x Abu Dhabi, UAESaturday 22 July 2017

Bernard Tomic relishing Roger Federer encounter in Melbourne

The 19 year old Australian takes on his childhood idol in the Australian Open fourth round.

Bernard Tomic faces Roger Federer in the fourth round of the Australian Open.
Bernard Tomic faces Roger Federer in the fourth round of the Australian Open.

Bernard Tomic once sat glued to the TV watching his hero Roger Federer but on today he will be on the other side of the net, battling the Swiss for a place in the Australian Open quarter-finals.

The Australian teenager has knocked over two seeds on his way to the round of 16 and now faces a player he rates as the greatest of all time in an intriguing clash of tennis's ruling class against a pushy pretender.

Tomic, 19, has already played the Swiss in the Davis Cup in Sydney last September, losing in four sets, but the rising star now faces the 16-time grand slam champion on the biggest stage.

"I'm playing good and have a lot of confidence and it's my home grand slam. People are going to support me," said Tomic, whose languid and composed playing style belies his tender years.

"Sometimes it's not support. Against Roger you need to know how to play tennis and I need to play well if I have any chance of beating him. That's why he's the greatest to play the sport.

"I'm happy to play him again. I had the experience in Davis Cup, which is good for me. I know sort of a way to sort of play him in a way, but Roger can play unbelievable.

"He's my favourite player, so it's always good to play him."

Tomic said as a 10 year old he watched the first of Federer's six Wimbledon triumphs in 2003, describing the Swiss maestro as a pleasure to watch.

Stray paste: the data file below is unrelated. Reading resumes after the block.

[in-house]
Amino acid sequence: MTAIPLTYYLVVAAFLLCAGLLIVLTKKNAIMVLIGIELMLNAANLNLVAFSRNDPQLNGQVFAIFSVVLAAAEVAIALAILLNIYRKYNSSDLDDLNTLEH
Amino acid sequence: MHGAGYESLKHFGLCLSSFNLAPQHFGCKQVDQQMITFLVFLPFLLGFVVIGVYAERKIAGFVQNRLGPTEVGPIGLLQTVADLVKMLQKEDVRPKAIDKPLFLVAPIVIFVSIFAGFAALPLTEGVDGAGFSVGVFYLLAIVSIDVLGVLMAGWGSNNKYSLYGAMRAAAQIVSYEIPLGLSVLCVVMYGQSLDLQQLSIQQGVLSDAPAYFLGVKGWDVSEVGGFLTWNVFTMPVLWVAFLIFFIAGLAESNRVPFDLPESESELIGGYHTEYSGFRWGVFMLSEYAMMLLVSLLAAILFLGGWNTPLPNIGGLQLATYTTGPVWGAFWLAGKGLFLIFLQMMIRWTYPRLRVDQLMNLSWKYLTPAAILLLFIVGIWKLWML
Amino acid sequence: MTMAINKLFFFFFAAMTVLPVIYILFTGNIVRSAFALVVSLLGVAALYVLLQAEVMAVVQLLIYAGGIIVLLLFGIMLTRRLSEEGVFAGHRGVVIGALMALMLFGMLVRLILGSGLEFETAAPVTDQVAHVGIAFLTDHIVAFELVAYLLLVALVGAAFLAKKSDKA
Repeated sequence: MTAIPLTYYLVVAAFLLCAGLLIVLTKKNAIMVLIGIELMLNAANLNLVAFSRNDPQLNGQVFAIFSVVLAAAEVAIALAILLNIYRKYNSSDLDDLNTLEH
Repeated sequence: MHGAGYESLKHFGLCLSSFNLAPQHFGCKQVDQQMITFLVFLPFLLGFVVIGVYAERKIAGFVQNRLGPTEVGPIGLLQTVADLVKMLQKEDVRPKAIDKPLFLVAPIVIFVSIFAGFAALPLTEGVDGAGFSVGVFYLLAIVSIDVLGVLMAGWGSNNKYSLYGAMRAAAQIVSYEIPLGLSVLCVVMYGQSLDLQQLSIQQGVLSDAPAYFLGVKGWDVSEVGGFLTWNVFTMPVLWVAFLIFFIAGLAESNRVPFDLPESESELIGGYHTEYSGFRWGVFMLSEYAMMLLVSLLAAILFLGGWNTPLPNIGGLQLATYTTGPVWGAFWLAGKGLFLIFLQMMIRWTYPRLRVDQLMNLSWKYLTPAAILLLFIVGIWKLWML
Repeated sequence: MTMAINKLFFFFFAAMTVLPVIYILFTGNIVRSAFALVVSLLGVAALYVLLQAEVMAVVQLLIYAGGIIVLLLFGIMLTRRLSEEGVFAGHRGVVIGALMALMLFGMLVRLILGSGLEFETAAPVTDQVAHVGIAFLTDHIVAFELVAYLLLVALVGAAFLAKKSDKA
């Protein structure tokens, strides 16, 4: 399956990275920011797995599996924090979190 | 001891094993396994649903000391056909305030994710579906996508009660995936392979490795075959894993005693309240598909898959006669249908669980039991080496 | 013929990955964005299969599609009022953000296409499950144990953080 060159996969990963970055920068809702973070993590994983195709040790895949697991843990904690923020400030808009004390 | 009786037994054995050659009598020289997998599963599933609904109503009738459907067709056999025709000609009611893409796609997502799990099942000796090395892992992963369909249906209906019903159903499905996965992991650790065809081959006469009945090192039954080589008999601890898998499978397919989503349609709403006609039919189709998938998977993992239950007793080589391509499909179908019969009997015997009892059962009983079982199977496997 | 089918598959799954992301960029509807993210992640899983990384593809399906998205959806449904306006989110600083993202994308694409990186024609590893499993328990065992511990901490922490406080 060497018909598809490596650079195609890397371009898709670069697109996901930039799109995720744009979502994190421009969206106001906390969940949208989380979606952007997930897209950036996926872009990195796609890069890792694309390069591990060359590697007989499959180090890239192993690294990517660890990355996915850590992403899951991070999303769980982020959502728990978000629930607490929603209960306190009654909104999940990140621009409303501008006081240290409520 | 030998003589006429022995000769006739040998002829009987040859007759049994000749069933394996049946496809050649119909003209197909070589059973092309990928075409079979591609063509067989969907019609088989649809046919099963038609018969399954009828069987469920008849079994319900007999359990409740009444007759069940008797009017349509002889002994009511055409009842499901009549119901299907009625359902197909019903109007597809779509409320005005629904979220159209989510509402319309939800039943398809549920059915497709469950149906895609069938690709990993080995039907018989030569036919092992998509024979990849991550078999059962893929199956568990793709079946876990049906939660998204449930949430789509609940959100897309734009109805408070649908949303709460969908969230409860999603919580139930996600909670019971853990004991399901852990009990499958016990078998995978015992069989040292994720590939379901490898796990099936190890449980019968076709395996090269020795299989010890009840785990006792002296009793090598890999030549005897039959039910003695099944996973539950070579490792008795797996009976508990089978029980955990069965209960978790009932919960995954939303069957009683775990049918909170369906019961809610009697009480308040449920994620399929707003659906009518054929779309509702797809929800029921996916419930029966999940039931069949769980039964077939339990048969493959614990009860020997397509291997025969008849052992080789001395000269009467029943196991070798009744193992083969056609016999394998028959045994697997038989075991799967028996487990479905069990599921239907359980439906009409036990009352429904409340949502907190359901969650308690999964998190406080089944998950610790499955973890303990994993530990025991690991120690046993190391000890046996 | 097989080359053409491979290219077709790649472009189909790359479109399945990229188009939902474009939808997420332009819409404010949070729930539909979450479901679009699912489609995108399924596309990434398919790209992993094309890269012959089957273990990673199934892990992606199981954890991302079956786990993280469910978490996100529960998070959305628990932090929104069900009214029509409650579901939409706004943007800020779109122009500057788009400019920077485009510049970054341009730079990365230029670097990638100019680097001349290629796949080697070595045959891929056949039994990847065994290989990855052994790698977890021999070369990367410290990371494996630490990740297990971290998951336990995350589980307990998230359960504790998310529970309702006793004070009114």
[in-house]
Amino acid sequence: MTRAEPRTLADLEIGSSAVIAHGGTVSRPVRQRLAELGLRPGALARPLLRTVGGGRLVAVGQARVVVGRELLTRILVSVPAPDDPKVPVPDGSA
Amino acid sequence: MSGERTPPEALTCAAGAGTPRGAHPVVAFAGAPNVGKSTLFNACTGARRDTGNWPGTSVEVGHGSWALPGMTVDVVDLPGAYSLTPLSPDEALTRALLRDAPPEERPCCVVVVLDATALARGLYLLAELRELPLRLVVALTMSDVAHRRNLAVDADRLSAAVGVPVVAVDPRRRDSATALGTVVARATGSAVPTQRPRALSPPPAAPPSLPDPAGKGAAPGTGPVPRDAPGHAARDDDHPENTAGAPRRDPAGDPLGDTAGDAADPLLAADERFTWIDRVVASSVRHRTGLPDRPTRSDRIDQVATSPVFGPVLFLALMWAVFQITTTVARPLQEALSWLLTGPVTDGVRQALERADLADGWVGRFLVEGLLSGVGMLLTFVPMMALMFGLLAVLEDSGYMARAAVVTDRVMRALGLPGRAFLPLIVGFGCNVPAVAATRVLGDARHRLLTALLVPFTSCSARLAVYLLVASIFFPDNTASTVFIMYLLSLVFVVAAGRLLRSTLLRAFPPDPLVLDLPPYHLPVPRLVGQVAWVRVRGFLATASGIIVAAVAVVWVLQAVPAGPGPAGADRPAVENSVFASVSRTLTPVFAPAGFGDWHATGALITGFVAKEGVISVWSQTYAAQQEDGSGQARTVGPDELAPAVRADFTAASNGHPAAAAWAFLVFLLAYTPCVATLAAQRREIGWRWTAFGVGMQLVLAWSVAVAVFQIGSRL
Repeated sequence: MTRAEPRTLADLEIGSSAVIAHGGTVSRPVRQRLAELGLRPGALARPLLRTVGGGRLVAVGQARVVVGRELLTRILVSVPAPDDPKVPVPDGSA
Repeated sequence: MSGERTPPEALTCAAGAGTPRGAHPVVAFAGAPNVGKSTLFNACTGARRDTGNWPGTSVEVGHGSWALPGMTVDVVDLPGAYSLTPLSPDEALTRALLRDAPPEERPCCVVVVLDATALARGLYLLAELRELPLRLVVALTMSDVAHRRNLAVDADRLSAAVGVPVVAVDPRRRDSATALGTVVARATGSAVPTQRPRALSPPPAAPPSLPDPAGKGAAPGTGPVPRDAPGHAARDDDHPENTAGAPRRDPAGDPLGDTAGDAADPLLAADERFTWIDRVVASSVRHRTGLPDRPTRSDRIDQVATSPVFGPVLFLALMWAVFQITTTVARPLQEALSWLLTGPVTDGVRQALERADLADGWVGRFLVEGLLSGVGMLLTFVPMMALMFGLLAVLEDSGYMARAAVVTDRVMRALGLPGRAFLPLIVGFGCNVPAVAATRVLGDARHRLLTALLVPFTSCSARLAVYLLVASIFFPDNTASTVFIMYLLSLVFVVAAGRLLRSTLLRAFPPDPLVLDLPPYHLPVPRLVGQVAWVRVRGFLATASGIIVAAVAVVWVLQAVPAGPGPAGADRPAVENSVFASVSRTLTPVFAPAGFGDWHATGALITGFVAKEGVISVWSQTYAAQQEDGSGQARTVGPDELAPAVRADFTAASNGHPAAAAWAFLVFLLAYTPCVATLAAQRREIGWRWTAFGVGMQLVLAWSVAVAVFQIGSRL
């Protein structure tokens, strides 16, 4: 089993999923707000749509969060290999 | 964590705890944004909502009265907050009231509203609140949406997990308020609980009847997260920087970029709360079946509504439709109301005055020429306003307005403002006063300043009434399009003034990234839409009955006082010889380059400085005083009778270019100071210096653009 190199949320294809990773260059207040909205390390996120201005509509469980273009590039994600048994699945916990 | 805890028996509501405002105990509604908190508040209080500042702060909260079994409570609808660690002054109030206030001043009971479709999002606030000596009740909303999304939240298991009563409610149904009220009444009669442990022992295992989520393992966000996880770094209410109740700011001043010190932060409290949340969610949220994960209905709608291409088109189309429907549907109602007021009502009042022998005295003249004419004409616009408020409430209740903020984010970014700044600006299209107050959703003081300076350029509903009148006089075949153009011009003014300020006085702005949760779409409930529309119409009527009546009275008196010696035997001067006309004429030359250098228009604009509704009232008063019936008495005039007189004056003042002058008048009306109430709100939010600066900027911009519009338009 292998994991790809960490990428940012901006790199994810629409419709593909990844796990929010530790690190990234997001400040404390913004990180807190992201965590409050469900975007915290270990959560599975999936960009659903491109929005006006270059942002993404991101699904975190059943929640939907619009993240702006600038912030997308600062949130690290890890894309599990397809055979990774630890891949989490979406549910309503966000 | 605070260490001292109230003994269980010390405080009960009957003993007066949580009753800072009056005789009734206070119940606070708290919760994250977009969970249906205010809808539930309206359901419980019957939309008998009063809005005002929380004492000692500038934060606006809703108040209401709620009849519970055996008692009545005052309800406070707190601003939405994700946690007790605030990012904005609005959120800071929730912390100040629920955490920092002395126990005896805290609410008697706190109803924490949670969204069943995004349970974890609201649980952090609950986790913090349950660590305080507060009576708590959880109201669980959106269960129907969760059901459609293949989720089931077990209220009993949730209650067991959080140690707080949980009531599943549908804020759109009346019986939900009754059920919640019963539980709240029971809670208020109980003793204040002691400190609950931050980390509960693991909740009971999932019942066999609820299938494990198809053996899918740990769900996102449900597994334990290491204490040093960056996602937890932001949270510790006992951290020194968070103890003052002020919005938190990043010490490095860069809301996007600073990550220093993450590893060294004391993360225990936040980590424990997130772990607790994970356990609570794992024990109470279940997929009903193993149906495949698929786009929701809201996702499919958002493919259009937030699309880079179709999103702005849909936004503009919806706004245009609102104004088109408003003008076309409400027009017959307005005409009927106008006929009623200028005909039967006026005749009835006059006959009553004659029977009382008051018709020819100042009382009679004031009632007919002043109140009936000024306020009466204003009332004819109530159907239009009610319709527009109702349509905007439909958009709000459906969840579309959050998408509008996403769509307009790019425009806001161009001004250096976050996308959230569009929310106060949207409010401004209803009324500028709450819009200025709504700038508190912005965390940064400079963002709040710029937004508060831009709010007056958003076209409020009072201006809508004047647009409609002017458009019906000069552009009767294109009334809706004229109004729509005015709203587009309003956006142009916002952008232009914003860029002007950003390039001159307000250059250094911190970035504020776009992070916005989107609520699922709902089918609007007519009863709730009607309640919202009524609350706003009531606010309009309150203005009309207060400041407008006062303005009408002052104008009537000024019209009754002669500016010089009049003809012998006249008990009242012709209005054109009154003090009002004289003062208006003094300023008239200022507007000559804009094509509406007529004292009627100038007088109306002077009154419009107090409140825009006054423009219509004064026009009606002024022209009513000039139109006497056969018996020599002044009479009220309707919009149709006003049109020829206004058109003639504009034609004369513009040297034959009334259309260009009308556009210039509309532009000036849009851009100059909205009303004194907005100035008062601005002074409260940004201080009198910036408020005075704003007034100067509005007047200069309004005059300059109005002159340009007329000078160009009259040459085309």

"I looked up to him a lot. He was like my idol," said Tomic, welcoming the chance to play him again in what will be the opening evening match on the Rod Laver Arena.

Tomic, currently ranked 38, comes into the match as one of the most talked about young stars on the tennis circuit for his unconventional style of sliced backhands, off-pace forehands and tennis intelligence.

Last year he became the youngest man in 25 years to reach the quarter-finals of Wimbledon before he lost to Novak Djokovic, the world No 1. Now he has another of tennis's 'Big Four' blocking his way to the last eight in Melbourne.

"It's a big feeling and I'm happy with what I achieved last year," he said.

"This year has been great. It's a start of a good year for me so I can't wait to play Roger."

Tomic said he spoke with Federer at last year's Davis Cup tie and got a couple of tips and believes he has improved since taking a set off him on grass.

"Now, having played him before, I have an intense sense of what he can do and where he can hurt me, where he can't," he said. "I've got to go out there feeling good and have a go and try to win.

"I think I can get the balls down to where Roger probably can't use his backhand enough. He has one of the best forehands in the world.

"I think I play really smart. Hopefully my smartness can make me win a set or two, maybe even win. I can't guarantee. It's Roger."